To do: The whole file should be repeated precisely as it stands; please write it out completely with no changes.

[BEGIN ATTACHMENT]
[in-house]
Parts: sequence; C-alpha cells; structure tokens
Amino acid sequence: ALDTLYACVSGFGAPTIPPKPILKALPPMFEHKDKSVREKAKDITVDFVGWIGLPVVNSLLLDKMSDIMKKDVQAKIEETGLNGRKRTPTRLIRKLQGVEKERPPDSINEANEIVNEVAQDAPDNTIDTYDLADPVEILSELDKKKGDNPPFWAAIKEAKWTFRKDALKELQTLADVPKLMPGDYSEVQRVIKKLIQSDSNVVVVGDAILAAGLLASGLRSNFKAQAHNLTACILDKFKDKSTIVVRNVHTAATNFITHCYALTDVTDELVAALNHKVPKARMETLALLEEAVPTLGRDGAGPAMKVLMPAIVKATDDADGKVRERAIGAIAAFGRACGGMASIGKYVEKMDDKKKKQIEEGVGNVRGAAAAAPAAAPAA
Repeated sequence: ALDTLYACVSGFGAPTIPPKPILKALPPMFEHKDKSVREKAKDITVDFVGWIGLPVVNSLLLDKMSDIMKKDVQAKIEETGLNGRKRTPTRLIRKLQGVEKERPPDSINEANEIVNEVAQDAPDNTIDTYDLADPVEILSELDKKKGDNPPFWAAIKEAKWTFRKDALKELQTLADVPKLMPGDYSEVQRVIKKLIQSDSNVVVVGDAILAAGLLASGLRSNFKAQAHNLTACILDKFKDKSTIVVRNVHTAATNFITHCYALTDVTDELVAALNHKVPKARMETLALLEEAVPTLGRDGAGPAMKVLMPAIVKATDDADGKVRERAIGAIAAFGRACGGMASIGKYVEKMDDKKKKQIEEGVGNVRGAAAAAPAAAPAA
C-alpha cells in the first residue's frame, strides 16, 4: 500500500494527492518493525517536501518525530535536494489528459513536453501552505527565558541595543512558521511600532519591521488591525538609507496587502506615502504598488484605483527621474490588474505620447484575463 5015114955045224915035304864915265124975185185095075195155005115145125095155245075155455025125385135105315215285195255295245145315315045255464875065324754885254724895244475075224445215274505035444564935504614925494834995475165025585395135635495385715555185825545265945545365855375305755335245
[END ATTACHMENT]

[in-house]
Parts: sequence; C-alpha cells; structure tokens
Amino acid sequence: ALDTLYACVSGFGAPTIPPKPILKALPPMFEHKDKSVREKAKDITVDFVGWIGLPVVNSLLLDKMSDIMKKDVQAKIEETGLNGRKRTPTRLIRKLQGVEKERPPDSINEANEIVNEVAQDAPDNTIDTYDLADPVEILSELDKKKGDNPPFWAAIKEAKWTFRKDALKELQTLADVPKLMPGDYSEVQRVIKKLIQSDSNVVVVGDAILAAGLLASGLRSNFKAQAHNLTACILDKFKDKSTIVVRNVHTAATNFITHCYALTDVTDELVAALNHKVPKARMETLALLEEAVPTLGRDGAGPAMKVLMPAIVKATDDADGKVRERAIGAIAAFGRACGGMASIGKYVEKMDDKKKKQIEEGVGNVRGAAAAAPAAAPAA
Repeated sequence: ALDTLYACVSGFGAPTIPPKPILKALPPMFEHKDKSVREKAKDITVDFVGWIGLPVVNSLLLDKMSDIMKKDVQAKIEETGLNGRKRTPTRLIRKLQGVEKERPPDSINEANEIVNEVAQDAPDNTIDTYDLADPVEILSELDKKKGDNPPFWAAIKEAKWTFRKDALKELQTLADVPKLMPGDYSEVQRVIKKLIQSDSNVVVVGDAILAAGLLASGLRSNFKAQAHNLTACILDKFKDKSTIVVRNVHTAATNFITHCYALTDVTDELVAALNHKVPKARMETLALLEEAVPTLGRDGAGPAMKVLMPAIVKATDDADGKVRERAIGAIAAFGRACGGMASIGKYVEKMDDKKKKQIEEGVGNVRGAAAAAPAAAPAA
C-alpha cells in the first residue's frame, strides 16, 4: 500500500494527492518493525517536501518525530535536494489528459513536453501552505527565558541595543512558521511600532519591521488591525538609507496587502506615502504598488484605483527621474490588474505620447484575463 5015114955045224915035304864915265124975185185095075195155005115145125095155245075155455025125385135105315215285195255295245145315315045255464875065324754885254724895244475075224445215274505035444564935504614925494834995475165025585395135635495385715555185825545265945545365855375305755335245